What do Florida Republican women know that South Carolinians don't?

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According to exit polls taken after the Palmetto State primary, Gingrich actually won more female votes than Mitt Romney, 38 to 29 percent.

But last night in Florida, his luck ran out. Romney beat Gingrich with men, 41 percent to 36 percent, but he trounced him with women, 52 percent to 28 percent.

The gender gap was even more pronounced among married couples. Married men split about evenly between the two, giving Romney 37 percent and Gingrich 36 percent. But married women preferred Romney, 51 percent to 28 percent.

Of course, some of the women CL interviewed at Gingrich rallies over the past week said they had no issues with Newt's women issues.

Candy Boatwright from Valrico said her ardor for Gingrich actually increased after that news surfaced. “I don’t think that’s going to be something he’s going to continue to do in the White House as far as open marriage,” she told CL before a Gingrich appearance in Hillsborough County. “I don’t think so. I think he’s learned.”

Libby Krupp praised Gingrich for getting out of his last marriage, saying that he should be admired for “getting out of a situation he was not comfortable in.”

Andrea Robins from Largo called the open marriage story “nonsense. That’s a bitter divorce, “ adding that she didn’t know Marianne Gingrich’s issue, but “I didn’t fall for it.”

Newt's past shenanigans didn't affect them — but that was hardly the overwhelming sentiment of Florida female Republican voters as judged by the exit polls.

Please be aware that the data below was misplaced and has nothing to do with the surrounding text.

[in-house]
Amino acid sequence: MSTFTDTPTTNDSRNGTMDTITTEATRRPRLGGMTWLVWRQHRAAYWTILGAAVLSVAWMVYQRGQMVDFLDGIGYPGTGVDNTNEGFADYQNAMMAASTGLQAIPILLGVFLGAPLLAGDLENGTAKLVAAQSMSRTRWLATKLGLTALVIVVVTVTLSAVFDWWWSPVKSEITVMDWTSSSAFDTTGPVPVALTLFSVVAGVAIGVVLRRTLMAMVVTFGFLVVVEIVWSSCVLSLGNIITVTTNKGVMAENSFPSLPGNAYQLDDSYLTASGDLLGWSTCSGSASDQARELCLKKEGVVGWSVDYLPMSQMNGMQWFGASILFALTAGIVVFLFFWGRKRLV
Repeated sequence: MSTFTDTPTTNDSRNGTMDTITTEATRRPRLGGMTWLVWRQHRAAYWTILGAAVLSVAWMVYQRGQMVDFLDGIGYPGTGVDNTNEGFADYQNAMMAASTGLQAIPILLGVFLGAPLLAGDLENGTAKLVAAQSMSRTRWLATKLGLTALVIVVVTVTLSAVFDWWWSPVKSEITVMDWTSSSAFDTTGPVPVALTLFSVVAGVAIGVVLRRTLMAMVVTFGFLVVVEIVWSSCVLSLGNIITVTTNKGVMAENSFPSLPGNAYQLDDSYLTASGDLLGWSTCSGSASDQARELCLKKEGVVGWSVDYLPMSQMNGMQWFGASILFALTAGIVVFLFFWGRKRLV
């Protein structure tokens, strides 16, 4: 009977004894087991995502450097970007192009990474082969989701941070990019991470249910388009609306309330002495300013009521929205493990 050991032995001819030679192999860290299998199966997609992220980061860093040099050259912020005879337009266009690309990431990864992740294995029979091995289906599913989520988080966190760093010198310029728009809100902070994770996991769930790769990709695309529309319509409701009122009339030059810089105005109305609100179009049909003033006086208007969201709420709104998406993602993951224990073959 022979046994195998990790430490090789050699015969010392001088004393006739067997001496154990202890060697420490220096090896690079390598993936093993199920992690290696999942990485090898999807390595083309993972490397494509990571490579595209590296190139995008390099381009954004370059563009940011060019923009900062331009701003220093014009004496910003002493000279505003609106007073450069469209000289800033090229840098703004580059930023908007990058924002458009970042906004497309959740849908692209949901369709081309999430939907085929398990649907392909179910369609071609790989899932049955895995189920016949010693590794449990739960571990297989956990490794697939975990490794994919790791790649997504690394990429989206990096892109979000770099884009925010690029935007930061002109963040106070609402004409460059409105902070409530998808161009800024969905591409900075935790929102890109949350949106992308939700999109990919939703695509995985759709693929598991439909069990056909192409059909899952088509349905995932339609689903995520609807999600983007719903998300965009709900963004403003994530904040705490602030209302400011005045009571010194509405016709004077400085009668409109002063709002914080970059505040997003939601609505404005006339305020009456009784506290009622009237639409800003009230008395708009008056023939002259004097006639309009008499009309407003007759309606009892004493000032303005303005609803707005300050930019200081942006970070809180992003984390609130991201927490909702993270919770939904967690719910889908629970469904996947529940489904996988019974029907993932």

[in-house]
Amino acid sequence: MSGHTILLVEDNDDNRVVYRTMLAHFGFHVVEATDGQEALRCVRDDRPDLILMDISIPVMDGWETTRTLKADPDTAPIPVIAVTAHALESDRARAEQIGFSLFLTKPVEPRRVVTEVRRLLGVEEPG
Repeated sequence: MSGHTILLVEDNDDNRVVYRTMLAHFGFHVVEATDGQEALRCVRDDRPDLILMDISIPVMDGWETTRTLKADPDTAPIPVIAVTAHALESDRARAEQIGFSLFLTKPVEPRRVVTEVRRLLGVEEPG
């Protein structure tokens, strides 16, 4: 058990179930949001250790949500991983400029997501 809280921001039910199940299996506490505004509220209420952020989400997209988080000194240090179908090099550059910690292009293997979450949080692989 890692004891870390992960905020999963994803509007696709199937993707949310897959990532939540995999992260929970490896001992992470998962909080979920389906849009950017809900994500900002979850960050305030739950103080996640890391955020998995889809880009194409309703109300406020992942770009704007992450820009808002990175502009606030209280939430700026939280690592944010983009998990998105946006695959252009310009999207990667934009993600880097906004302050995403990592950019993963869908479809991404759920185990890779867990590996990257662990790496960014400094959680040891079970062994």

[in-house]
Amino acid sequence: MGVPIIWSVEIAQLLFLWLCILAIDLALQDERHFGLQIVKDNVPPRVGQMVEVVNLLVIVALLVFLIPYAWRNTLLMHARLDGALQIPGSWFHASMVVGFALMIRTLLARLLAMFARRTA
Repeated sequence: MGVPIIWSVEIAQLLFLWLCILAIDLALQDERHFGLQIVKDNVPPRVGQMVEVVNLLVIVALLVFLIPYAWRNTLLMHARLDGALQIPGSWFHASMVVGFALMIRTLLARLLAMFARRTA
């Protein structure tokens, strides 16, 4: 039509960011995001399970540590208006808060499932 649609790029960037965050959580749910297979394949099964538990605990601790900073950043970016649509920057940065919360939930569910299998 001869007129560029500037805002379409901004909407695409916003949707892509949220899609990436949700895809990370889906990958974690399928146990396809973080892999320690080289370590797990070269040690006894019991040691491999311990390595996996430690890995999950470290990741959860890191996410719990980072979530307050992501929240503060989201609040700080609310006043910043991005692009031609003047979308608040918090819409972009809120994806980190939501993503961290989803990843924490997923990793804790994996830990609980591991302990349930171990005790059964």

In piling through the ton of data produced after Florida Republicans took to the polls on Tuesday, a couple of numbers stand out.

1) The turnout: According to data released earlier today, around 1.7 million voters participated in the primary — down from the 1.94 million who voted in 2008. There's speculation that the higher turnout four years ago was due to the Save Our Homes Amendment on the ballot then. Still, it's something to chew on.

2) Newt Gingrich's woman problem.

Like many things associated with the House Speaker's considerable baggage, the fact that he wed three times and dumped his first two wives has always been part of the public record.

But Marianne Gingrich's (wife #2) comments to ABC News about Newt wanting an open marriage may have done further damage to his candidacy with females, though that wasn't automatically assumed, considering he did so well with that demographic in his stunning victory in South Carolina on January 21.

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